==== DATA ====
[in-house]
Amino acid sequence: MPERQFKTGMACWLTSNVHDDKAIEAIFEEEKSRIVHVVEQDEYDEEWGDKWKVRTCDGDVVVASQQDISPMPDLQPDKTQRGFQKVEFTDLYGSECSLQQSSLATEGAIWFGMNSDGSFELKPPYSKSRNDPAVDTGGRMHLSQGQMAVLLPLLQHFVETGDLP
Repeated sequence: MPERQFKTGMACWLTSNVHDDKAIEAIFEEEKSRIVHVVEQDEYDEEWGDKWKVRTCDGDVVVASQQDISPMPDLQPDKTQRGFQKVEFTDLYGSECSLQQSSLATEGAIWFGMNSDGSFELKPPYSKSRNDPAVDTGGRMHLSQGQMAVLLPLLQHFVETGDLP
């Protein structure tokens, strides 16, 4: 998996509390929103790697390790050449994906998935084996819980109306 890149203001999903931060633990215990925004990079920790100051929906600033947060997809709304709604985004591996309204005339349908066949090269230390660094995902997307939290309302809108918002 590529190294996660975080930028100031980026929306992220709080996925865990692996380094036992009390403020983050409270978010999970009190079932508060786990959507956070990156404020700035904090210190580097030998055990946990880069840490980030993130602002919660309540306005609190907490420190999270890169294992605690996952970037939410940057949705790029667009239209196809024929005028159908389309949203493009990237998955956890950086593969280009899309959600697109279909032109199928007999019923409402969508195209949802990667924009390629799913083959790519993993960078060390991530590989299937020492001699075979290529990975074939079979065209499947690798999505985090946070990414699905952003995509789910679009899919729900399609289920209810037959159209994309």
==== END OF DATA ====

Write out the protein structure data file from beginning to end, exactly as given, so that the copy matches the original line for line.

[in-house]
Amino acid sequence: MPERQFKTGMACWLTSNVHDDKAIEAIFEEEKSRIVHVVEQDEYDEEWGDKWKVRTCDGDVVVASQQDISPMPDLQPDKTQRGFQKVEFTDLYGSECSLQQSSLATEGAIWFGMNSDGSFELKPPYSKSRNDPAVDTGGRMHLSQGQMAVLLPLLQHFVETGDLP
Repeated sequence: MPERQFKTGMACWLTSNVHDDKAIEAIFEEEKSRIVHVVEQDEYDEEWGDKWKVRTCDGDVVVASQQDISPMPDLQPDKTQRGFQKVEFTDLYGSECSLQQSSLATEGAIWFGMNSDGSFELKPPYSKSRNDPAVDTGGRMHLSQGQMAVLLPLLQHFVETGDLP
């Protein structure tokens, strides 16, 4: 998996509390929103790697390790050449994906998935084996819980109306 890149203001999903931060633990215990925004990079920790100051929906600033947060997809709304709604985004591996309204005339349908066949090269230390660094995902997307939290309302809108918002 590529190294996660975080930028100031980026929306992220709080996925865990692996380094036992009390403020983050409270978010999970009190079932508060786990959507956070990156404020700035904090210190580097030998055990946990880069840490980030993130602002919660309540306005609190907490420190999270890169294992605690996952970037939410940057949705790029667009239209196809024929005028159908389309949203493009990237998955956890950086593969280009899309959600697109279909032109199928007999019923409402969508195209949802990667924009390629799913083959790519993993960078060390991530590989299937020492001699075979290529990975074939079979065209499947690798999505985090946070990414699905952003995509789910679009899919729900399609289920209810037959159209994309």